Some stories almost tell themselves, they have a durable and classic form that has stood the test of time. One of the classic story forms is David and Goliath, the young nimble and smart upstart surprises the strong but inflexible giant, or the dreamer who finds whimsy in everyday tasks.
On July 19, 1980 Telegram-Tribune reporter Denise Caruso wrote about a house on the hill, and how it got there.
He just walks outside — and the past’s behind him
Arnold Tegue has a historical perspective with a view.He borrowed steel beams and rollers from the people who bought his machine shop and attached them to the house’s framework.
Thanks to a peculiarly effective combination of nostalgia and craftiness, the former schoolteacher-machinist has built a monument to his past. He’s living in it.
It sits high on the South Street Hill in San Luis Obispo, a house that’s a giant, windowed, steel-reinforced room made from bits and pieces and remnants and salvage — all the things that captured Teague’s thrift-minded fancy over the years.
After teaching industrial arts to high school students in Bakersfield, Woodland and San Luis Obispo, he started his own machine shop — aptly named Teague’s Machine Shop — in 1960. He married his wife Peggy in 1961 and when he sold his business in 1963 the decided to build their home on the hill.
They realized the only way they could afford it was to make it out of scrap material.
The frame was already complete when the city stopped construction.
“We weren’t very careful about getting the permit,” Peggy said. “He started building without it. They stopped us for about a year because they said the plans weren’t up to code. We tried to correct what was wrong but they wouldn’t okay it. We got the impression it was because it wasn’t a wooden house.
“When we realized we weren’t going to be able to afford all the improvements we left (the planning department), sat in our car and said, ‘What are we going to do now?’ We thought about moving to Australia but decided not to.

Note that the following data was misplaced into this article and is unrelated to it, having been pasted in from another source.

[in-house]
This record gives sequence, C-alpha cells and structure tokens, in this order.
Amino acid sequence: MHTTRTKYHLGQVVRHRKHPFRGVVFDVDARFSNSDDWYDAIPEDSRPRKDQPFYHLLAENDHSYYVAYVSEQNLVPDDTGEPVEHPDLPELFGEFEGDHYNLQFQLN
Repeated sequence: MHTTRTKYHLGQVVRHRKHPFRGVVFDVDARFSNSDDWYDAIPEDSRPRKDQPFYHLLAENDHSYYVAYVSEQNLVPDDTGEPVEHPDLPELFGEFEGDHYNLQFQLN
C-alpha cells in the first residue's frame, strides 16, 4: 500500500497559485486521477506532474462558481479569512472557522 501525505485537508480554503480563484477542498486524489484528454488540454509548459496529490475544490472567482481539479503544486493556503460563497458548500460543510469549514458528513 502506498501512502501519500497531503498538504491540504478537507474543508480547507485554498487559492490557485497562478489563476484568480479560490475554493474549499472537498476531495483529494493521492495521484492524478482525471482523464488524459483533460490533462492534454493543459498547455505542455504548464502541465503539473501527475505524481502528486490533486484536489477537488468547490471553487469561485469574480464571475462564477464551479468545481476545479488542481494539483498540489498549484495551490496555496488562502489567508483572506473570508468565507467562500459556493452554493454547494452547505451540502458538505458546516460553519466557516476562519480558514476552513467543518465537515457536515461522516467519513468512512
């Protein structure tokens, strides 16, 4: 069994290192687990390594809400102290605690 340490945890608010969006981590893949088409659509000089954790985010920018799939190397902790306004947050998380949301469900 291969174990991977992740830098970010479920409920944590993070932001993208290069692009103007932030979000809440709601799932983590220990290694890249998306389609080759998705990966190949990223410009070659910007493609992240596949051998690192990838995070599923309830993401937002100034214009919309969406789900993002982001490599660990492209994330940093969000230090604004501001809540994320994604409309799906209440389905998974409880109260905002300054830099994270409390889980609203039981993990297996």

“Then we remembered that part of our land wasn’t inside the city limits and we went to the county to show them our plans. In 48 hours we had building permits.”
However, the skeleton-house was already on city property. Enter the Teague ingenuity.
With the added tug of a boom truck, he and friends began dragging it along the 300 feet that would put it onto county land. Like the old technique of log rolling, they’d cut the beams and move them to the front to give the winch a “road” to move along.
Now, nearly 20 years later, the house stands as a salute to the Life-and-Times of Arnold and Peggy Teague.
“Everything is either part of our interests or something that’s happened to us,” said Peggy.
Sure enough, everything in sight seemed linked to the past and spruced up for the present.
The cement panels that fill the steel beamed walls are full of pot shards from Arizona, where Peggy taught Indian children before she married Arnold.
Wood from his father’s goat barn lines the outside walls. The sparkling, un-curtained panes of glass that open onto a dazzling view of San Luis Obispo once let the sun into his machine shop’s warehouse.
The gun-metal gray Oasis water cooler that cooled his thirst in that same warehouse now sits in thee kitchen, next to a burnished maple counter top. It once felt the sting of tennis shoes instead of cutting knives as the gym floor at old Camp Cook[e], now Vandenberg Air Force Base.
Their fireplace — complete with a grill that lowers to make it a barbecue pit — was made from windowsills from the Santa Maria school system, iron work from Teague’s shop when the federal government was still subsidizing the schools.
The hood over his stove used to be a storage tank for chicken feed.
In the bathroom, a washing machine water mixer has replaced standard faucets. Under the counter is a stool Teague made from his father’s old hand drill. On the door is a string-drawn pulley that attaches to Peggy’s dress zippers when Arnold’s not around to do the deed. It even has a leather-gloved hand that pats her fanny when the fastener reaches its zenith.
Lamps made of cooking pots and net floats, clocks that seem to defy gravity, railings made of whalebone, doors from old post offices and Berkemeyer’s old meat market — the list of his projects goes on and on.
Teague’s modus operandi could be termed a recycling of memories of simply cheap. But when asked how he got smart enough to figure out the intricacies of scavenging junk into useful, beautiful objects, Teague had a different idea.
“I was just too lazy to work hard,” he said with a chuckle.